It’s completely natural to want to approach your web design 'desktop first' - when you plot out your best content ideas the instinct is to go big. You're itching to impress with a great looking website that promotes the heart of your business, and for that you want a big canvas.
However, although a striking desktop presence is important, focusing on achieving that - rather than optimisation for mobile - neglects the behaviour of a significant portion of site visitors.
An astounding amount of traffic is generated by users on mobile devices: 65% of all digital media time is spent on them. Arguably, desktop use is now secondary. The affordability of smartphones and popularity of tablets suggests this percentage is unlikely to decrease.
For website design, it makes sense to start from the bottom up. Below are three reasons the mobile first design method works so well for inbound marketing.
Mobile first means content first: make content work in its most limited form, and your message will translate well across all devices.
When people visit your website via mobile, they'll have less patience to wade through a sea of irrelevant content to find what they are looking for.
And their impression of your site matters greatly. 52% of users say a bad mobile experience made them less likely to engage with a company. Can you afford to lose that much of your audience?
Users prefer a mobile-friendly site, and they are highly driven by goals. If a mobile user is on your site, they have good reason to be.
As they're on the move, your audience will check reviews, price compare, and read blogs to find out what questions they should have about the product or service they're considering buying. Modern consumers research and cross-reference thoroughly: 82% of smartphone users will perform a search query on their phone before making a purchase decision in store.
With mobile access, the online world is always in reach. This can work to your advantage.
Being able to answer consumers’ questions without making them work for it bolsters trust and encourages visitors to spend more time on your site.
This is beneficial because research shows that each page your audience visits increases the odds of them contacting or buying from you:
- One page = 5 - 8%
- Two pages = 8 - 12%
- Three pages = 12 - 25%
- Four pages = 25 - 40%
User testing is a good way to establish whether visitors can follow information trails and find the content they desire with ease. Device-specific content can be created by developing an understanding of your buyer personas and envisioning the scenario your site visitor might be in.
Today's mobile audience appreciates a convenient and seamless experience, so focus on user goals and remove obstacles from their way.
Best practices for improving user flow:
- Break large sections of text into smaller, scannable chunks.
- Don't overwhelm the user with surplus information.
- Consider using pictures and infographics instead of text.
- Mobile use is often a one-handed operation. Place links somewhere easy to click and make it clear where to find further information. Highlight data directly related to common user goals.
- Keep brand taglines short and clear. A bugbear of mine is visiting sites and struggling to understand what the company does; jargon is not as valuable as transparency.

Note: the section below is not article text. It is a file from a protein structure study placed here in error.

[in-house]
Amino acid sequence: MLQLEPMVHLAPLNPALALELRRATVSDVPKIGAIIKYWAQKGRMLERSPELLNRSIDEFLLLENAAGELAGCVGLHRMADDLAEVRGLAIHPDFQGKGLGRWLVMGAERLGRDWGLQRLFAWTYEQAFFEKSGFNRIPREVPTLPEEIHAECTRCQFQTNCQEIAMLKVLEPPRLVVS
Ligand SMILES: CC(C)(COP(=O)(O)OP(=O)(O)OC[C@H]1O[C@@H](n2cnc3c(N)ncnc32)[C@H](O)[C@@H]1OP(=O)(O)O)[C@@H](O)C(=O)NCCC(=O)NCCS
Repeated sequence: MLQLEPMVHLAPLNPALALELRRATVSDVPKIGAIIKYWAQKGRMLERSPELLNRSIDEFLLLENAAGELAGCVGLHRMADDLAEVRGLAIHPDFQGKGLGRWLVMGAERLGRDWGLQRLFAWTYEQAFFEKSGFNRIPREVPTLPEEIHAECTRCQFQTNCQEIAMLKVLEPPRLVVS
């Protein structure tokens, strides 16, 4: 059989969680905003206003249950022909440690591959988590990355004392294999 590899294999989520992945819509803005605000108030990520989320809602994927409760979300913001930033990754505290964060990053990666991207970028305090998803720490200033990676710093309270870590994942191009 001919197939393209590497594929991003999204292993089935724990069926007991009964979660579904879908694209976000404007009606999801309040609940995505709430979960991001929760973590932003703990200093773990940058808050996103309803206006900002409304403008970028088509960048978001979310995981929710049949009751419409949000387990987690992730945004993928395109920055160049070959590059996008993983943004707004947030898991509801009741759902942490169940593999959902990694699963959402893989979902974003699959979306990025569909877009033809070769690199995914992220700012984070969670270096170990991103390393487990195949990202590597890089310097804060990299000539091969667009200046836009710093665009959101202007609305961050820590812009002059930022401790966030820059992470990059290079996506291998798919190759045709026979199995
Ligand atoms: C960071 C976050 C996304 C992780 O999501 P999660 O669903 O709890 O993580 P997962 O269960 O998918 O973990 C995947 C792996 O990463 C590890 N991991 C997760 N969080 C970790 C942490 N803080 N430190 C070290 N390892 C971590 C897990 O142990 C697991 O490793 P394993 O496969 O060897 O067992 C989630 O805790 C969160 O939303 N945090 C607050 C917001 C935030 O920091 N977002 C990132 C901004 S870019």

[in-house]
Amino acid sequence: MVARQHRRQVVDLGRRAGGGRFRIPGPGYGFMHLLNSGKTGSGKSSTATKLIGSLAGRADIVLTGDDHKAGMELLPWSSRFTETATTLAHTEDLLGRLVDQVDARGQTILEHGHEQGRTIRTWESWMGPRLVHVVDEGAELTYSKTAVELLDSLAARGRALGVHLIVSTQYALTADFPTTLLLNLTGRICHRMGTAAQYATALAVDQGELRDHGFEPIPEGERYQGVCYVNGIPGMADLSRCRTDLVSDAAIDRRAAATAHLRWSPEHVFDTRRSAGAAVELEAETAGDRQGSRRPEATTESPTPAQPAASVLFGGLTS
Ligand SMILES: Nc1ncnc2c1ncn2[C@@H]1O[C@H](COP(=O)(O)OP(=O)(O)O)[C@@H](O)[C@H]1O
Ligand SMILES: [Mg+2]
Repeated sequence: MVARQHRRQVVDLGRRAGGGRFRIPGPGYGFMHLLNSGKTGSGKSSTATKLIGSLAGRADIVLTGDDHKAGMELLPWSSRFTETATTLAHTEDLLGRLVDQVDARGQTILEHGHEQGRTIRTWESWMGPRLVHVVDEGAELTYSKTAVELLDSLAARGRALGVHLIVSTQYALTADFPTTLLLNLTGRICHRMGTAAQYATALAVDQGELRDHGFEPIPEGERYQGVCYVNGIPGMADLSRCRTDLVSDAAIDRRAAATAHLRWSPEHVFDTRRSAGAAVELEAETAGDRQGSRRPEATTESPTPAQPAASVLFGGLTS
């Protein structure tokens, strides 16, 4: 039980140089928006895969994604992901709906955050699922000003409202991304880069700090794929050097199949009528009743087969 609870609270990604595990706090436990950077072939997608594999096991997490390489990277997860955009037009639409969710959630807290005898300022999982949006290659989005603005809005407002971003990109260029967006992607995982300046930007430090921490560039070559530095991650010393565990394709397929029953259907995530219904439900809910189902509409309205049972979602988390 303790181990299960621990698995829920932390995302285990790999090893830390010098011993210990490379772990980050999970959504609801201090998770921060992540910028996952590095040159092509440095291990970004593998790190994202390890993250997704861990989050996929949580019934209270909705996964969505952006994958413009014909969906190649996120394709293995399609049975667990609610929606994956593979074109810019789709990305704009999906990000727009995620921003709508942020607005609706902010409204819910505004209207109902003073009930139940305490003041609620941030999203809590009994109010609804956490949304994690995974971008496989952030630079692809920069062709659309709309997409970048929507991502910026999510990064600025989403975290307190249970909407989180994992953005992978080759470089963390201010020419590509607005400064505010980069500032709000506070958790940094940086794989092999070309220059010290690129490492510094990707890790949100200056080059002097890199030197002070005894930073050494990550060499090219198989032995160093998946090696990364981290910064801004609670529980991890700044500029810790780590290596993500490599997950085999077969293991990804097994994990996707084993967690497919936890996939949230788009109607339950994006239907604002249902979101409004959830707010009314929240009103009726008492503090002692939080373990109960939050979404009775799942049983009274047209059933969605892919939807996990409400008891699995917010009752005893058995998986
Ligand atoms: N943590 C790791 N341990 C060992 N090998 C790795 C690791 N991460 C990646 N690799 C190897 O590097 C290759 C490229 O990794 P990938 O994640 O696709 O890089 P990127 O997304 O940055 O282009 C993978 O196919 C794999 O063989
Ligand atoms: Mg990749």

- Use smart fields and progressive profiling. Reusing previously submitted data to automate field population will improve UX and save users time.
- Don’t interrupt users. They simply won't have the tolerance.
- Design around interruption. Your users are on-the-go, and life gets in the way. Give them a good reason to return and make it easy for them to pick up where they left off. Clear navigation, search bars and smart profiling will help in that respect.
Use page optimisation to keep your site speedy. If you can achieve low load times for mobile then your desktop site will benefit from equally healthy page loads. This will make Google, and site visitors, happy.
Pagination is sometimes used to inflate page numbers and boost SEO rankings - but this can be done to the detriment of user experience. Put simply, it's annoying. Loading several pages to find information that would more easily be gathered in one place is inconvenient and will cause visitors to abandon ship. Get rid of all encumberment.
The biggest causes of a sluggish page are easy to fix. Optimise your images by saving for web; this will dramatically reduce file size (and therefore load time). You can decrease the quality of an image considerably before the visual integrity is compromised.
301 redirects are also a culprit. As much as possible, avoid forcing internet browsers to sift through old destinations to find the right page - it slows them down and creates a barrier to entry.
Mobile content marketing will force you to be ruthless with your optimisation.
More site visits
Mobile first design allows you to spend more time with your potential customers; a streamlined design will reduce bounce rates and encourage return visits.
Mobile has changed the rulebook for how people interact with businesses. In this reality, your audience has the world at their fingertips. The way they shop, as well as the way marketers engage, has evolved.
The truth remains that the single most fatal design flaw is a failure to provide the information your buyer personas came looking for.
Links to pages and articles should be scrutinised for relevance, and the use of strategically placed content offers can help create the conditions that encourage people to move deeper into your website.
How are you moving your website visitors from one page to another? Are you giving them access freely? Do they have reason to stay? These questions should motivate your mobile first design.
Visual appeal is not the only thing to take into consideration when it comes to inbound website design - sometimes the greatest victory is found in getting out of your visitor’s way.